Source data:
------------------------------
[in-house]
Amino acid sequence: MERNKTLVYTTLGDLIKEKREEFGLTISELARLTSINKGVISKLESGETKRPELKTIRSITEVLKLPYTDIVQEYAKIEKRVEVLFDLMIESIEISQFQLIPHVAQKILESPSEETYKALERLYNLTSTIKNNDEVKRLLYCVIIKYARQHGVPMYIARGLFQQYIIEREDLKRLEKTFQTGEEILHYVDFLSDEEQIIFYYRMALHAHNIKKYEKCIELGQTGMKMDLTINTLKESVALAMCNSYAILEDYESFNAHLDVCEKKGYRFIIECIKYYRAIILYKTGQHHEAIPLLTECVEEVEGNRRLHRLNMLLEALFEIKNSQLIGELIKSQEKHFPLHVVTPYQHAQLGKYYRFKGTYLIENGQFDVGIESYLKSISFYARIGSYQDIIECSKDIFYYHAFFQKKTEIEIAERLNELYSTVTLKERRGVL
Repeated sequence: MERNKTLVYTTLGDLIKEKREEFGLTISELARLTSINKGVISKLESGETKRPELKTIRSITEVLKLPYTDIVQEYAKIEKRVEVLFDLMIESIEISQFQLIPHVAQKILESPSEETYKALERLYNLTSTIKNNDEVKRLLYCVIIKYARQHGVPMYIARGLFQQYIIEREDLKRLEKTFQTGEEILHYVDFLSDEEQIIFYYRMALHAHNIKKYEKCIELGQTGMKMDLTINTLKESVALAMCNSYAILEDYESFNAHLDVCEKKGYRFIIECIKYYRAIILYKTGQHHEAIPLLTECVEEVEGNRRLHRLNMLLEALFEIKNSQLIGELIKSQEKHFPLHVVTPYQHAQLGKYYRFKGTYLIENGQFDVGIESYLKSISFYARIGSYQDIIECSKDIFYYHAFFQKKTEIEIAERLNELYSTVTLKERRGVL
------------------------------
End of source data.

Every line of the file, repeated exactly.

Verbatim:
[in-house]
Amino acid sequence: MERNKTLVYTTLGDLIKEKREEFGLTISELARLTSINKGVISKLESGETKRPELKTIRSITEVLKLPYTDIVQEYAKIEKRVEVLFDLMIESIEISQFQLIPHVAQKILESPSEETYKALERLYNLTSTIKNNDEVKRLLYCVIIKYARQHGVPMYIARGLFQQYIIEREDLKRLEKTFQTGEEILHYVDFLSDEEQIIFYYRMALHAHNIKKYEKCIELGQTGMKMDLTINTLKESVALAMCNSYAILEDYESFNAHLDVCEKKGYRFIIECIKYYRAIILYKTGQHHEAIPLLTECVEEVEGNRRLHRLNMLLEALFEIKNSQLIGELIKSQEKHFPLHVVTPYQHAQLGKYYRFKGTYLIENGQFDVGIESYLKSISFYARIGSYQDIIECSKDIFYYHAFFQKKTEIEIAERLNELYSTVTLKERRGVL
Repeated sequence: MERNKTLVYTTLGDLIKEKREEFGLTISELARLTSINKGVISKLESGETKRPELKTIRSITEVLKLPYTDIVQEYAKIEKRVEVLFDLMIESIEISQFQLIPHVAQKILESPSEETYKALERLYNLTSTIKNNDEVKRLLYCVIIKYARQHGVPMYIARGLFQQYIIEREDLKRLEKTFQTGEEILHYVDFLSDEEQIIFYYRMALHAHNIKKYEKCIELGQTGMKMDLTINTLKESVALAMCNSYAILEDYESFNAHLDVCEKKGYRFIIECIKYYRAIILYKTGQHHEAIPLLTECVEEVEGNRRLHRLNMLLEALFEIKNSQLIGELIKSQEKHFPLHVVTPYQHAQLGKYYRFKGTYLIENGQFDVGIESYLKSISFYARIGSYQDIIECSKDIFYYHAFFQKKTEIEIAERLNELYSTVTLKERRGVL